The Leading Particulars

Permits and user fees are not required to hike into the Turtle Mountain Range Wilderness or climb Mopah Point The BLM wilderness boundry starts 2 miles west from the I-95. Currently, no seasonal closures for access into this area exists. This desert can see temps range from the low 30's in thw winter time, or as high as 115 degrees in the height of summer. Preparation for wilderness survival in a desert setting apply. Since the area has no water source at the trailhead, bring plenty of water!! Dress appropriately and be prepared for either warm or cold weather. In addition, protect exposed skin with sunscreen. In general, respect the delicate desert ecology and practice minimum impact methods while camping, climbing and hiking in and around the Mopah Peak Wilderness. Again, there are no toilet facilities and piped in water at this trailhead so bring plenty of water and your own toiletries. Most parties climb this peak as a day hike without setting up a base camp near the trailhead or closer to the peak. But if the choice to spend a few days at the trailhead is desired, please pack out all trash and "dead out" any fire rings.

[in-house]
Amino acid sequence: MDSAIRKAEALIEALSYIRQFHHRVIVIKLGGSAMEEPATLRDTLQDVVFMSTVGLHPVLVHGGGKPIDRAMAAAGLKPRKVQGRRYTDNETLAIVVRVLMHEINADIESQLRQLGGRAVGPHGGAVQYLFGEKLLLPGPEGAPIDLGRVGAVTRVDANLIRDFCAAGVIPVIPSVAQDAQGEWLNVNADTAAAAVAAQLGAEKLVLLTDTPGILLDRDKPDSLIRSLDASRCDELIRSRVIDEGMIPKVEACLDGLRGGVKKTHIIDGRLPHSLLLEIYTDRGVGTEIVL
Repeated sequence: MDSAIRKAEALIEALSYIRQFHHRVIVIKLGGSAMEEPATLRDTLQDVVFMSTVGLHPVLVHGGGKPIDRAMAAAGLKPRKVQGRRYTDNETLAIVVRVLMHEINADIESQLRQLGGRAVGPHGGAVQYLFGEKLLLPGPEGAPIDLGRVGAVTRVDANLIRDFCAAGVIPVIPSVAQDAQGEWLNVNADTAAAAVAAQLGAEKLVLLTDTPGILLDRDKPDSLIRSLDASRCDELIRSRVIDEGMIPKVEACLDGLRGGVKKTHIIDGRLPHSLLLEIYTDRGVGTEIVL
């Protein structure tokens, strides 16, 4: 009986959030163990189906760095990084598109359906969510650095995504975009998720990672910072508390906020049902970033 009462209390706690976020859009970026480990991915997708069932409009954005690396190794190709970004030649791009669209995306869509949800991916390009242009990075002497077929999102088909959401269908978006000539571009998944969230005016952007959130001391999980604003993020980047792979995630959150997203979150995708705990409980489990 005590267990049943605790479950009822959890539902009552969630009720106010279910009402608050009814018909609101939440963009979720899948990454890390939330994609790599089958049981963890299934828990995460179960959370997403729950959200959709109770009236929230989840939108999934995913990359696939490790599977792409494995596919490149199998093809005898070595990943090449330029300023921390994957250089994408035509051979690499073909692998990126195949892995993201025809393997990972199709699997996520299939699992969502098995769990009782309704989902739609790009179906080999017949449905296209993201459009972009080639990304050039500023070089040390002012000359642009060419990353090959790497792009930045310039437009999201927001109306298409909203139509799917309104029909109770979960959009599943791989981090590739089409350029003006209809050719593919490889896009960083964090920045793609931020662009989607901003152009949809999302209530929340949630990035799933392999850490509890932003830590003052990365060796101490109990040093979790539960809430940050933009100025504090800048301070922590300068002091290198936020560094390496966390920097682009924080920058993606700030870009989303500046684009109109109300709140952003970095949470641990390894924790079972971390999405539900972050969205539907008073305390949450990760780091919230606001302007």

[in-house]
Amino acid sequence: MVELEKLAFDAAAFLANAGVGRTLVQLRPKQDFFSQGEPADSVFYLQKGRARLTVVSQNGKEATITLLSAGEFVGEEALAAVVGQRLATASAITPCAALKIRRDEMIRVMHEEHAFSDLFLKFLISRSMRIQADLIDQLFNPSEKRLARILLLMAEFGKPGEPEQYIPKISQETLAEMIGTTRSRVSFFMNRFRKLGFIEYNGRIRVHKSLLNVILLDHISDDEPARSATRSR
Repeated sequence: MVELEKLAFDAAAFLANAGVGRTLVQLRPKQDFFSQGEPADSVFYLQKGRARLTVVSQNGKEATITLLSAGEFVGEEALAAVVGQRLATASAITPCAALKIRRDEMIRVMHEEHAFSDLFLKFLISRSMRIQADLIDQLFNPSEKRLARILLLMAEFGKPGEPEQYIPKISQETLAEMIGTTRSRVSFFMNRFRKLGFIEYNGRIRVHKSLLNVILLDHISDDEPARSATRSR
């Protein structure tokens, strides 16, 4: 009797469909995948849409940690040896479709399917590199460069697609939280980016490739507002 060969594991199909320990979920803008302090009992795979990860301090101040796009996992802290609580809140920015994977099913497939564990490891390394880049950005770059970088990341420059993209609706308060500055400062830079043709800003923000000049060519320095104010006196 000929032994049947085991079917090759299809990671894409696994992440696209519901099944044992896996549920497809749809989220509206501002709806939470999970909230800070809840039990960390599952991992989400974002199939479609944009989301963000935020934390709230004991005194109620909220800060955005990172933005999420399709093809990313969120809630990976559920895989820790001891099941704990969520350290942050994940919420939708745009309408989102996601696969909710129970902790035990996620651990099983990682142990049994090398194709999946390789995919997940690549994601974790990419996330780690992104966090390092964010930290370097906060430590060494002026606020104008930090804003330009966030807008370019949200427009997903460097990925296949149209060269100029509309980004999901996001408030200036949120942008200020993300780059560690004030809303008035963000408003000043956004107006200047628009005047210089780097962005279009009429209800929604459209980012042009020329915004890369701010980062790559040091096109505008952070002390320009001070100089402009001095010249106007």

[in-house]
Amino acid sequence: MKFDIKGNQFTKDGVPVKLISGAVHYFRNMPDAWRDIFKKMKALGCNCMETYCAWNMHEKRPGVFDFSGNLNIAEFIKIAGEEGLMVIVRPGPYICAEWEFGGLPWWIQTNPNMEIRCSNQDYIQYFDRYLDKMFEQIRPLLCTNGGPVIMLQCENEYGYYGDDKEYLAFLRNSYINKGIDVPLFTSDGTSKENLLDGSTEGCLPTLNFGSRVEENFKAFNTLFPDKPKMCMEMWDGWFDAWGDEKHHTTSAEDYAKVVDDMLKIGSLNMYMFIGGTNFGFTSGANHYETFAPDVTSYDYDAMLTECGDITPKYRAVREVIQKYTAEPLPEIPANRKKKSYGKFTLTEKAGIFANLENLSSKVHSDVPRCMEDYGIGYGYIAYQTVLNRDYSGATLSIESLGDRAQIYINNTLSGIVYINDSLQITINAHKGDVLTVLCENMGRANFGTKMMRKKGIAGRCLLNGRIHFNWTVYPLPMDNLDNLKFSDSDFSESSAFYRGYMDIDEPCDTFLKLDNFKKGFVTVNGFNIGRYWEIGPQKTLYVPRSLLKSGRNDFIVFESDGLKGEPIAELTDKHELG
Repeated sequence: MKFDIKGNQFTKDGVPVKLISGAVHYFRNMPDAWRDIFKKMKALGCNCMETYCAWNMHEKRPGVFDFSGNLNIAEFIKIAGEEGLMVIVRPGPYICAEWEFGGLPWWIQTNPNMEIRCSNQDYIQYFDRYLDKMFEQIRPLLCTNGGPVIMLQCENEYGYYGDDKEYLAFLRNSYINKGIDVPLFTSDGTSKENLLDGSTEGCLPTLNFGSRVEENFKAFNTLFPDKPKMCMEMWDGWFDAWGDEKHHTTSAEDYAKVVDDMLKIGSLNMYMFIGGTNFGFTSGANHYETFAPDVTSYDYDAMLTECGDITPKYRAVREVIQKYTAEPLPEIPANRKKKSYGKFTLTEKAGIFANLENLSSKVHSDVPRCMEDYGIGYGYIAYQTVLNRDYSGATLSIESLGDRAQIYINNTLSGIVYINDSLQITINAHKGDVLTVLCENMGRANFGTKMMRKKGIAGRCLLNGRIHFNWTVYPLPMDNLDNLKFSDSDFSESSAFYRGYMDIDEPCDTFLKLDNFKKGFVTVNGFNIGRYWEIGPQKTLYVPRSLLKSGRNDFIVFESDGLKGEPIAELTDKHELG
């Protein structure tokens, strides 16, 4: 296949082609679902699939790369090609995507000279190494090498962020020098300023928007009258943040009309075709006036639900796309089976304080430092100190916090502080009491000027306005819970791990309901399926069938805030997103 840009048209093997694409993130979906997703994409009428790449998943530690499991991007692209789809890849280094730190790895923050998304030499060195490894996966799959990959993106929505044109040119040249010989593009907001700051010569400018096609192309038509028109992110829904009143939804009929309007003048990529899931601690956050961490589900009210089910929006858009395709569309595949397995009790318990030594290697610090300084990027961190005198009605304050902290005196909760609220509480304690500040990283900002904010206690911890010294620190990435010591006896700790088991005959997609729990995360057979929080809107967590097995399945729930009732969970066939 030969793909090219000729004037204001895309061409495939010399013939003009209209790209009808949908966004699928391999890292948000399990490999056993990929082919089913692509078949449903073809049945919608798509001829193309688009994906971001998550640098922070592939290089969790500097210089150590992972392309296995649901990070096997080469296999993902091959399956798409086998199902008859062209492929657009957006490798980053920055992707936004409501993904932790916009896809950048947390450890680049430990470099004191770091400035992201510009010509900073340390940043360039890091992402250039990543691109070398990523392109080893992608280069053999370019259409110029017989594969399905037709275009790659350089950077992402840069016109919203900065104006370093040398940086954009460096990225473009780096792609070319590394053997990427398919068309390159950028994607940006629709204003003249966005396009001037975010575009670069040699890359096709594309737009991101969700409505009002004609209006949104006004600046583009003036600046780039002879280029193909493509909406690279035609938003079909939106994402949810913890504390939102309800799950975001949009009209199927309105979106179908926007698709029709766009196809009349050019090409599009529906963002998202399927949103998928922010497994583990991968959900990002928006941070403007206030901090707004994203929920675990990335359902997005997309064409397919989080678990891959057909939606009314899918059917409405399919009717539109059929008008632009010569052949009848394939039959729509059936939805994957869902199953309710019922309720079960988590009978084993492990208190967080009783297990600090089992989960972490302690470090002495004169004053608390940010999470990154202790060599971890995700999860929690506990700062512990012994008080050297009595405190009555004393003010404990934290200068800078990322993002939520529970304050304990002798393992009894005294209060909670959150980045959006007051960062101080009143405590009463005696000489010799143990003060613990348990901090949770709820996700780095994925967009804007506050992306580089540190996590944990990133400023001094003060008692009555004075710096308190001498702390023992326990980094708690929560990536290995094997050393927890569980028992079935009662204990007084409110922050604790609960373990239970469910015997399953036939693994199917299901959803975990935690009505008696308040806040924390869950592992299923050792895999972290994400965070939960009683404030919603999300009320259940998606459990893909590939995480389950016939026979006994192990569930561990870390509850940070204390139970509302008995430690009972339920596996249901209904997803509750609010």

When To Climb Or Hike Around Mopah Point

The best time to climb this peak is from November to April. Mopah Point is much harder to climb outside of this fall to spring window because of the heat and very low humidity levels. There is no supply of water in the immediate area. Carry plenty of water for each traveller. Use caution when travelling into this area during the summer time as the temps run up to furnace levels. Be knowledgeable in the prevention to heat stress issues, such as heat stroke and heat exhaustion. If you choose to climb or hike in these conditions, get a very early start, wear appropriate clothing and keep the fluids topped off. As a side note, the Mojave desert in general, is home to a host of desert denizen, which range from the western diamondback rattle snake and sidewinders, to tarantulas and fire ants. Use common sense if you encounter any of these by avoiding them completely by using an alternate path around them.